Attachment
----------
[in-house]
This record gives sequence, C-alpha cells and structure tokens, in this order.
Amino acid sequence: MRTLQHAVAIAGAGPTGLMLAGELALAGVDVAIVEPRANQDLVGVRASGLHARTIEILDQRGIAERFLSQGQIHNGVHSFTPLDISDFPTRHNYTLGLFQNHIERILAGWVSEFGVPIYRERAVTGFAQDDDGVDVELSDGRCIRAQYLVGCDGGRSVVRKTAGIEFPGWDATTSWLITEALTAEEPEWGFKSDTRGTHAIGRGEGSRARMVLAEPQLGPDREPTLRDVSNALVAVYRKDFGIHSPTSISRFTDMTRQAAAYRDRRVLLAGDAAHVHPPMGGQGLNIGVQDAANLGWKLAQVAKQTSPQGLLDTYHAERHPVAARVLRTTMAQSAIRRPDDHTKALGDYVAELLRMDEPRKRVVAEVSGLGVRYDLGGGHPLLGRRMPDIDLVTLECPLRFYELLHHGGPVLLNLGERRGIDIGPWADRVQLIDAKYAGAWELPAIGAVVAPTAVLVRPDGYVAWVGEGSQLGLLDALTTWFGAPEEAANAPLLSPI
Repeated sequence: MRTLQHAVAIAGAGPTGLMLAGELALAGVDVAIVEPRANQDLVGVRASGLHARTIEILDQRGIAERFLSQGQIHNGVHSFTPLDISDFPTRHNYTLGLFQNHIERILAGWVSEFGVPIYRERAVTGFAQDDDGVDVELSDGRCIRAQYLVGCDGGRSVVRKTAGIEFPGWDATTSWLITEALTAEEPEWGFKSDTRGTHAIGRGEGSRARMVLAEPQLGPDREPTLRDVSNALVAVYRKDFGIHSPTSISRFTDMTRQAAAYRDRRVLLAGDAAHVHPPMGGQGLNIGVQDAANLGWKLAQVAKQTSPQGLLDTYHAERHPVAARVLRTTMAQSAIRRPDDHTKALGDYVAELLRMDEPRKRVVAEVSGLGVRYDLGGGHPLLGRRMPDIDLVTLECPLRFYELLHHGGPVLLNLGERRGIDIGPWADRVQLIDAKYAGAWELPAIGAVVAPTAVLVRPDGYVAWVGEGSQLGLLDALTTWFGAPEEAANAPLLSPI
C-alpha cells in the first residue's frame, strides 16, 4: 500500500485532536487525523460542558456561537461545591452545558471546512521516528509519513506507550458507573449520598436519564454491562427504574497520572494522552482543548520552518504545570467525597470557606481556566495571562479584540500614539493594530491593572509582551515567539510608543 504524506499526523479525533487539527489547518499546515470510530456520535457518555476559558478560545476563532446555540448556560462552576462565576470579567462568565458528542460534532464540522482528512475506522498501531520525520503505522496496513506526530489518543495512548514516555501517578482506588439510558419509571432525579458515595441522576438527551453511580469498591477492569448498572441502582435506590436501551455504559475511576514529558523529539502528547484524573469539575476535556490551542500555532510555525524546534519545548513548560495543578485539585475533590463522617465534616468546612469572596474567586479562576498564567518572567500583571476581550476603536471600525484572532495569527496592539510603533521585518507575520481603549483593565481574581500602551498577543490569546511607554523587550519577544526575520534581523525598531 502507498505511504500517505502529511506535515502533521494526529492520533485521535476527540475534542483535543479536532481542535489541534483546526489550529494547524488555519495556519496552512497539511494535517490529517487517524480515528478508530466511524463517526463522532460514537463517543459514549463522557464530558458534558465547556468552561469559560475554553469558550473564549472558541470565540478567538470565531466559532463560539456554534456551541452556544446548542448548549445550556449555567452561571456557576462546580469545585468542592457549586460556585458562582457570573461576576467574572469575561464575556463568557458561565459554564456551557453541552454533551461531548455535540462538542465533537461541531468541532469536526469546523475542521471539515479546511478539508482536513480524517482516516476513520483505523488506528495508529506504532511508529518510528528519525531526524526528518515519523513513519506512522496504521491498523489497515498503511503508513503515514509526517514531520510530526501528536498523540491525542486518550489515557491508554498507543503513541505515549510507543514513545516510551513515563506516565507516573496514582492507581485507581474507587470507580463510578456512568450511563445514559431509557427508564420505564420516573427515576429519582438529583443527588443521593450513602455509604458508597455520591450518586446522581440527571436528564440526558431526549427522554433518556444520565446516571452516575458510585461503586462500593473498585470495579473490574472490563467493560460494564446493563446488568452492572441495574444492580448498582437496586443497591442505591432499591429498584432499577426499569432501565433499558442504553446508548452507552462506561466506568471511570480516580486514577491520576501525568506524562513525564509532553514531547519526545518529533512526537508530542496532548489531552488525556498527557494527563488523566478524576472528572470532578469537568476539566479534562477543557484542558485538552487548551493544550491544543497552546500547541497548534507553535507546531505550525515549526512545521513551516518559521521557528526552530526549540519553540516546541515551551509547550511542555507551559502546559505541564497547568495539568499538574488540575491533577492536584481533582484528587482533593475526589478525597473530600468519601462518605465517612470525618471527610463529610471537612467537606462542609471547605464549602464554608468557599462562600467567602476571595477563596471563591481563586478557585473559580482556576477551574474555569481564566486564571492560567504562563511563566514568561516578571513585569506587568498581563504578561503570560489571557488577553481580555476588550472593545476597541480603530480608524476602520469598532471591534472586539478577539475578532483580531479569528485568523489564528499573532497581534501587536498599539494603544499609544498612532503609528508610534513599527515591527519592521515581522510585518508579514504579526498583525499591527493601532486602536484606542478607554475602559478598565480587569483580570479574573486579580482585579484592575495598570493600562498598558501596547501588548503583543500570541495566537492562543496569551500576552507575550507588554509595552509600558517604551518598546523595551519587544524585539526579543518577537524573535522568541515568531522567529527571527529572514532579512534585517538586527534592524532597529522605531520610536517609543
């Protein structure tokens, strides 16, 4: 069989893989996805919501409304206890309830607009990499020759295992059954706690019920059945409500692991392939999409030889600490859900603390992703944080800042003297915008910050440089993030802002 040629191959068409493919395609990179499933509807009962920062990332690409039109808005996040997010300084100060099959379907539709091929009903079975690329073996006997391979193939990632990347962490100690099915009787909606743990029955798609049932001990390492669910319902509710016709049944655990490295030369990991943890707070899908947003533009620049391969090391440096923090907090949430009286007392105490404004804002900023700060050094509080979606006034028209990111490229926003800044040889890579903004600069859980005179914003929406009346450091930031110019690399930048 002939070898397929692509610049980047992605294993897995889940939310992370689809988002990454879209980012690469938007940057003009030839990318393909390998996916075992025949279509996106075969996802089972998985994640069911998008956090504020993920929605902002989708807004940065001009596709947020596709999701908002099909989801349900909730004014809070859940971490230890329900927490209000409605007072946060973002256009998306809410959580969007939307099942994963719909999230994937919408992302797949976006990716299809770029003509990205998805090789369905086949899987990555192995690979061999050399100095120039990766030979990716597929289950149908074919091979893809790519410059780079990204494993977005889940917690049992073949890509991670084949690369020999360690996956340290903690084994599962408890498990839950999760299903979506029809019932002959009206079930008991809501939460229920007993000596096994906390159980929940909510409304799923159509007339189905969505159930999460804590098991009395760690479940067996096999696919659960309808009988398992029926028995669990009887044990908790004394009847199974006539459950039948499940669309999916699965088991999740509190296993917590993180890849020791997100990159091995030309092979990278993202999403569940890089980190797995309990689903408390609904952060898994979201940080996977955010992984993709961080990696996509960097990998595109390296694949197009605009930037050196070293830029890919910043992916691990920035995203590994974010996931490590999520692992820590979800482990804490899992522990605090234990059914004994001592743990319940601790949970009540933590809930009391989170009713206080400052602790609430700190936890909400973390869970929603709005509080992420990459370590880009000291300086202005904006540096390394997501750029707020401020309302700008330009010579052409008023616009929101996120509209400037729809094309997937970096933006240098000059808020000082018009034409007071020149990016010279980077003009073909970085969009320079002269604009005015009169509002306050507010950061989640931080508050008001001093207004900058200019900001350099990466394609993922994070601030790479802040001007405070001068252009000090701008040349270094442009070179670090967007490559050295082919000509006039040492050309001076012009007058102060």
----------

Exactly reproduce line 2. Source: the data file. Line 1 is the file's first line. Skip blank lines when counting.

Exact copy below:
This record gives sequence, C-alpha cells and structure tokens, in this order.